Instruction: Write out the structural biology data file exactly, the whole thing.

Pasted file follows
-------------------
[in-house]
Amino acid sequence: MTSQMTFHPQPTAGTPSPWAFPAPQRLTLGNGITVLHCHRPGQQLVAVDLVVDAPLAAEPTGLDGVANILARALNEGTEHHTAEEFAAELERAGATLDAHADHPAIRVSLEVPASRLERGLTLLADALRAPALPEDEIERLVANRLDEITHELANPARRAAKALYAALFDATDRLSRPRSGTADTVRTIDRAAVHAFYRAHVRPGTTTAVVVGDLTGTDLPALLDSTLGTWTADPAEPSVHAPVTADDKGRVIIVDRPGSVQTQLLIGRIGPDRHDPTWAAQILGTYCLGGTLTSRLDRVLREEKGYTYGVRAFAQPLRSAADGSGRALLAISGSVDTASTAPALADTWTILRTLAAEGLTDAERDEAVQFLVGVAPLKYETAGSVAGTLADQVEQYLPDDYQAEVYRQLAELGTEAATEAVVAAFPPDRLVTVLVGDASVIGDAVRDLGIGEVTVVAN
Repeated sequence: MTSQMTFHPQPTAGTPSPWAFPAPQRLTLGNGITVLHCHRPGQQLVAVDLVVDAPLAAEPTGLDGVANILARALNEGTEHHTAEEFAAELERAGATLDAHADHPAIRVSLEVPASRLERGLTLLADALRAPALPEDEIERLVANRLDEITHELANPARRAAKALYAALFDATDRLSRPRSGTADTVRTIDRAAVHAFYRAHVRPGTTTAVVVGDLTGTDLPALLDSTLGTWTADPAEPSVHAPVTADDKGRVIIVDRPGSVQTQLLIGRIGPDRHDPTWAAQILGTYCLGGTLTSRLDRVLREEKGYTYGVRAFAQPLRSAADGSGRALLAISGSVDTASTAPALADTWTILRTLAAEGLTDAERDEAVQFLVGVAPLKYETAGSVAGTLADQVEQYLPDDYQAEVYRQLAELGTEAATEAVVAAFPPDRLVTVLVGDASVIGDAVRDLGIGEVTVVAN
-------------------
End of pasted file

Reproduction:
[in-house]
Amino acid sequence: MTSQMTFHPQPTAGTPSPWAFPAPQRLTLGNGITVLHCHRPGQQLVAVDLVVDAPLAAEPTGLDGVANILARALNEGTEHHTAEEFAAELERAGATLDAHADHPAIRVSLEVPASRLERGLTLLADALRAPALPEDEIERLVANRLDEITHELANPARRAAKALYAALFDATDRLSRPRSGTADTVRTIDRAAVHAFYRAHVRPGTTTAVVVGDLTGTDLPALLDSTLGTWTADPAEPSVHAPVTADDKGRVIIVDRPGSVQTQLLIGRIGPDRHDPTWAAQILGTYCLGGTLTSRLDRVLREEKGYTYGVRAFAQPLRSAADGSGRALLAISGSVDTASTAPALADTWTILRTLAAEGLTDAERDEAVQFLVGVAPLKYETAGSVAGTLADQVEQYLPDDYQAEVYRQLAELGTEAATEAVVAAFPPDRLVTVLVGDASVIGDAVRDLGIGEVTVVAN
Repeated sequence: MTSQMTFHPQPTAGTPSPWAFPAPQRLTLGNGITVLHCHRPGQQLVAVDLVVDAPLAAEPTGLDGVANILARALNEGTEHHTAEEFAAELERAGATLDAHADHPAIRVSLEVPASRLERGLTLLADALRAPALPEDEIERLVANRLDEITHELANPARRAAKALYAALFDATDRLSRPRSGTADTVRTIDRAAVHAFYRAHVRPGTTTAVVVGDLTGTDLPALLDSTLGTWTADPAEPSVHAPVTADDKGRVIIVDRPGSVQTQLLIGRIGPDRHDPTWAAQILGTYCLGGTLTSRLDRVLREEKGYTYGVRAFAQPLRSAADGSGRALLAISGSVDTASTAPALADTWTILRTLAAEGLTDAERDEAVQFLVGVAPLKYETAGSVAGTLADQVEQYLPDDYQAEVYRQLAELGTEAATEAVVAAFPPDRLVTVLVGDASVIGDAVRDLGIGEVTVVAN